Reflecting on your circumstances, select someone (e.g. a mentor at work) for whom you are especially grateful and write a specific letter to that person detailing the things for which you are thankful. Be specific about what he or she has done for you and how his or her actions have positively impacted your life. If possible, arrange a time to meet with that person to read the letter in person. If a one-on-one meeting is not possible, make a telephone call to speak with or to read the letter to him or her. After you read the letter, initiate conversation about why you are grateful to amplify your good memories, and then talk about the future. This activity usually leaves both the recipient and sender gratified.
The above three strategies have been found to effectively enhance gratitude behavior. These approaches not only increase the expression of gratitude, but also seem to increase the general happiness, optimism and feelings of goodwill among the individuals involved. Use these strategies and experiment with them, especially in your place of work, to increase gratitude levels both personally and within your organization.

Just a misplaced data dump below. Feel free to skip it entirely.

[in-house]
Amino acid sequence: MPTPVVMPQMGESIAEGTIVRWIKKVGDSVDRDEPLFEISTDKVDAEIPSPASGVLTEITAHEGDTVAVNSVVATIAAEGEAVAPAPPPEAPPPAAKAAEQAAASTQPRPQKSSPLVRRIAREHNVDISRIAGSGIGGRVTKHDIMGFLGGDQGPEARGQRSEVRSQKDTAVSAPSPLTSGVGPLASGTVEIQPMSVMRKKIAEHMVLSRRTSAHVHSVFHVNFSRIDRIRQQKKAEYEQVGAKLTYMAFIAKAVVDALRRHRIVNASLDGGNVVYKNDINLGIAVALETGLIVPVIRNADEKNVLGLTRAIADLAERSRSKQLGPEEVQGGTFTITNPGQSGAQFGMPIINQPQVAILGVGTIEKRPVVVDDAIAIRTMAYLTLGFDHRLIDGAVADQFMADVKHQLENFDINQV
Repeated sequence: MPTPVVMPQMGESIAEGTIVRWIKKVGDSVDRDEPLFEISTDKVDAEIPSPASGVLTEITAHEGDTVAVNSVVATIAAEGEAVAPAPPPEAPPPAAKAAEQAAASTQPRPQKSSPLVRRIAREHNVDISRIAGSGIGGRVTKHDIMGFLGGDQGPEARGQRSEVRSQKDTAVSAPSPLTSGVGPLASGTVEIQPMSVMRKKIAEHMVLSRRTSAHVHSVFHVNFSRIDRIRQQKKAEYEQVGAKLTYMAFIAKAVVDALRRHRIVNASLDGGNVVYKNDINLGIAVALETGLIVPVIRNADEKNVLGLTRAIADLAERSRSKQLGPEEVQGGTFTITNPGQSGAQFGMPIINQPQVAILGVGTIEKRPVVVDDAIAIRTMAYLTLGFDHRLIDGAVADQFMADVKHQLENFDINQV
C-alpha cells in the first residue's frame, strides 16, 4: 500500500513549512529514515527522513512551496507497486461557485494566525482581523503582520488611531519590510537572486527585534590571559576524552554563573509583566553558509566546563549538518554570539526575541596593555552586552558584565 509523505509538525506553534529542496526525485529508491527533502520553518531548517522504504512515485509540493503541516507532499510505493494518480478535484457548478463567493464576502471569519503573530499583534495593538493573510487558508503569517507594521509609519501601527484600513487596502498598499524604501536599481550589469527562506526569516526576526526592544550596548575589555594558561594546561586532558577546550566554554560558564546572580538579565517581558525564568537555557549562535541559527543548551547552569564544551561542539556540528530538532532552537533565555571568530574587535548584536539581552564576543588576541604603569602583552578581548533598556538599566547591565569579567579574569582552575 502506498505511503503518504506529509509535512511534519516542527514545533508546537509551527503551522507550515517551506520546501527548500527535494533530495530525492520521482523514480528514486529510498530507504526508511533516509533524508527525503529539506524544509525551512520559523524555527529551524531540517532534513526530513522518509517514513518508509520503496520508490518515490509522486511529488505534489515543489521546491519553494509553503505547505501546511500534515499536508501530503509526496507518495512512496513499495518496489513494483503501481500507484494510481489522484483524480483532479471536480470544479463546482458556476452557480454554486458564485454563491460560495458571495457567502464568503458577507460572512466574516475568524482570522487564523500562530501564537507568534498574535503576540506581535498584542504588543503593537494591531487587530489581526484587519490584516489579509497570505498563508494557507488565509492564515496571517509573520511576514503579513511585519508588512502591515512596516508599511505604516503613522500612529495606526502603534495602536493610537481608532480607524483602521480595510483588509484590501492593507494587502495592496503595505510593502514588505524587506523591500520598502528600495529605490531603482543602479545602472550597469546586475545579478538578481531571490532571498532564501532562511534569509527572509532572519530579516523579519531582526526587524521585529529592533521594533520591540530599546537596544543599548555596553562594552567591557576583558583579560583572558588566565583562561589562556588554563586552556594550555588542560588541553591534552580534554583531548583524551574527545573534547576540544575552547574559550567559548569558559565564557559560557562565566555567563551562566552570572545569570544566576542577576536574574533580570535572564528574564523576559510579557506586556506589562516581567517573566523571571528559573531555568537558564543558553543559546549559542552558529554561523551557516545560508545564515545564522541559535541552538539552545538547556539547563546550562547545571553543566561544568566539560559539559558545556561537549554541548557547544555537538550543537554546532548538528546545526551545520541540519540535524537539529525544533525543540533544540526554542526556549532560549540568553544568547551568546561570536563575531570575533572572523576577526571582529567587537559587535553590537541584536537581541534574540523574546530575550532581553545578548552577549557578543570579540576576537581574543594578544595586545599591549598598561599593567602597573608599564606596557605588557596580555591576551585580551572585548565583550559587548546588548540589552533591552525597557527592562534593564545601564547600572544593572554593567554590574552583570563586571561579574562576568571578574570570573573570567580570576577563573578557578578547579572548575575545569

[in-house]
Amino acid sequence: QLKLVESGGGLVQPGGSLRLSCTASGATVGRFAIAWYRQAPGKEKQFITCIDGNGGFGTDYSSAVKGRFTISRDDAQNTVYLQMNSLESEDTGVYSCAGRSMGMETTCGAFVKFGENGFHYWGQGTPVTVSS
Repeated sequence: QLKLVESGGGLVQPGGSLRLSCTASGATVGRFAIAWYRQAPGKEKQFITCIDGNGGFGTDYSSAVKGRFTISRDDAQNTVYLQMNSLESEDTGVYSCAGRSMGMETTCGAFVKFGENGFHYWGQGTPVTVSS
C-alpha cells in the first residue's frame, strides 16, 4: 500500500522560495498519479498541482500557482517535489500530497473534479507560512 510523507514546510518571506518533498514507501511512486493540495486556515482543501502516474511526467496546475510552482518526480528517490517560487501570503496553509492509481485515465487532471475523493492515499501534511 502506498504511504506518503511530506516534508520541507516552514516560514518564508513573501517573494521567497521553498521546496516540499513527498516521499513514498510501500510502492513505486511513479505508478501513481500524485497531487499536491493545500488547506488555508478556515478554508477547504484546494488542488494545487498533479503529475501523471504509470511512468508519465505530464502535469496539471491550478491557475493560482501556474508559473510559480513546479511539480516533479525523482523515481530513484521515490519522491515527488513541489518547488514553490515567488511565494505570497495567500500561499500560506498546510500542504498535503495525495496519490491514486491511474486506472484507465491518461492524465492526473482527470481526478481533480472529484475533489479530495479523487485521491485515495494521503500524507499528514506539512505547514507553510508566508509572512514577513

Barriers to Being Grateful
As you contemplate enhancing your gratitude behavior, be mindful that certain behavior patterns can limit one’s capacity to be grateful. At least five areas of functioning can become barriers to expressing gratefulness.
First, a passive victim attitude coupled with a sense of entitlement can diminish gratitude. Quite simply, if you believe you are entitled to most things, then you will be thankful for very little.
Second, a preoccupation with materialism can sidetrack the expression of gratitude. An overemphasis on “things” tends to result in comparisons to others who may have more than you do. These comparisons can lead to resentments that diminish gratefulness.
Third, a lack of self-reflection on how truly blessed you may be, or simply taking things for granted, can present a barrier to expressing gratitude. The “three good things” and the “want what you have” strategies help you not take things for granted.